First for home runs. His home run rate was actually down in 2021 compared to the rest of the past seven years but was more in line with his career rate. The last seven seasons have actually risen his career rate by 0.8%, so we’ll use that rate of 6.9% instead of the career rate of 5.7%. So taking the average of 2021’s 5.5% and 6.9% we get a rate of 6.2% which would give him a 2021 home run total of 33 (32.92). His strikeout rate for his career has stayed around 22.2% pretty consistently, so we’ll take the average of it and his 2021 rate of 28.1% and get a new rate of 25.2% (25.15). This would give him a season strikeout total of 134 (133.8), just over one strikeout per game, and leaving us with 259 balls put in play.

Balls In Play

Now that we know how many balls Mike Trout would have put in play in 2021, we can determine how many of those balls would have been hits. Trout carried an extremely high BABIP of .456 during his truncated 2021, compared to a career BABIP of .346. This makes it very easy to assume that the .456 BABIP was not sustainable over a larger sample size, and after taking the average of those two numbers, we have a new BABIP of .401. Still a massively high number, but a little more realistic and one that gives us a total of 104 (103.859) hits on balls put in play, for a grand total of 137 hits once you add in the home runs. We can now determine that Mike Trout’s revisited 2021 would have seen him finish the year with a batting average of .322 (.32159).

On-Base Machine

We can now move on to a much more important stat, and one-half of OPS, the on-base percentage. In only one season of Trout’s career, he finished with a walk rate below 10%, with that being in 2011, when he finished at 6.7%. He currently carries a career rate of 14.8%, the league average throughout his career is 8.2%, and in 2021 he had a rate of 18.5%. The average of 2021’s and his career’s walk rates equals a new 2021 walk rate of 16.7% (16.65). We have a new walk total of 89 (88.67) which leaves us with 16 more plate appearances to divide between HBP’s and sac flies.

Trout has been hit by a pitch almost twice as many times as he has hit a sac fly in his career (97 to 54 respectively), so we’ll give him 11 HBP and five sac flies. So, he would have reached base another 100 times via the HBP or walk, and he would have held an OBP of .446. Slightly lower than the .466 of the actual season, but still an insanely high number for a full season of baseball.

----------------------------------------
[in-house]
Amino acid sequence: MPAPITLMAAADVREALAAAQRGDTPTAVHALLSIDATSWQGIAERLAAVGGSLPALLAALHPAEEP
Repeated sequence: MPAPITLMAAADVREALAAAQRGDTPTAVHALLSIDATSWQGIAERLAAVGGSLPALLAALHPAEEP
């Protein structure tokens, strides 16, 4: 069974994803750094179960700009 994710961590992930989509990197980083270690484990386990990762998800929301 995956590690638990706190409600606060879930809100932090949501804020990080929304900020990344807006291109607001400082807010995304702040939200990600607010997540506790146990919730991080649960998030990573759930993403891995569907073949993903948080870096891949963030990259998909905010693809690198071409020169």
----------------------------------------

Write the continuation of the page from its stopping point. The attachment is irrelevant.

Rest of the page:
The only thing we have left to determine is Mike Trout’s slugging percentage. We have the home run total we need, but now we must determine how many of his hits would have been doubles or triples. 19.2% of Trout’s career hits have been doubles, and in 2021, he was hitting them at a 20.5% clip. Average those numbers out, and 19.9% (19.85) of Trout’s hits would have gone for an extra base. That gives him a season total of 27 (27.26) doubles. Trout has some sneaky speed, and 3.2% of his career hits have been triples. He did have one triple in 2021, which made 2.6% of his hits triples. At a new rate of 2.9%, he would have completed 2021 with 4 (3.97) triples.

We can now add up his total bases and find his slugging percentage, giving us the final piece of the puzzle. 64 of his 137 hits would have been extra-base hits, leaving us with 73 singles. Add that to the number of bases his extra-base hits would have accrued, and you get 271 total bases, giving him a slugging percentage of .636 (.63615), and we now have the entire puzzle completed of how a healthier 2021 for Mike Trout would look.


With a new line of .322/.446/.636, 33 home runs, and an OPS of 1.082, over 131 games, it’s very safe to assume Trout would have brought home his fifth AL MVP award. It would have helped him be able to have a more realistic shot at 400 home runs this season, as well as moving him one season closer to 2,000 hits. Unfortunately, the real world will never know what would have actually happened in 2021 thanks to yet another Mike Trout injury. But, it’s always fun to speculate.

Main photo credits:

Kirby Lee-USA TODAY Sports

Players mentioned:

Mike Trout, Byron Buxton, Yordan Alvarez, Jacob deGrom, Ken Griffey Jr., Mariano Rivera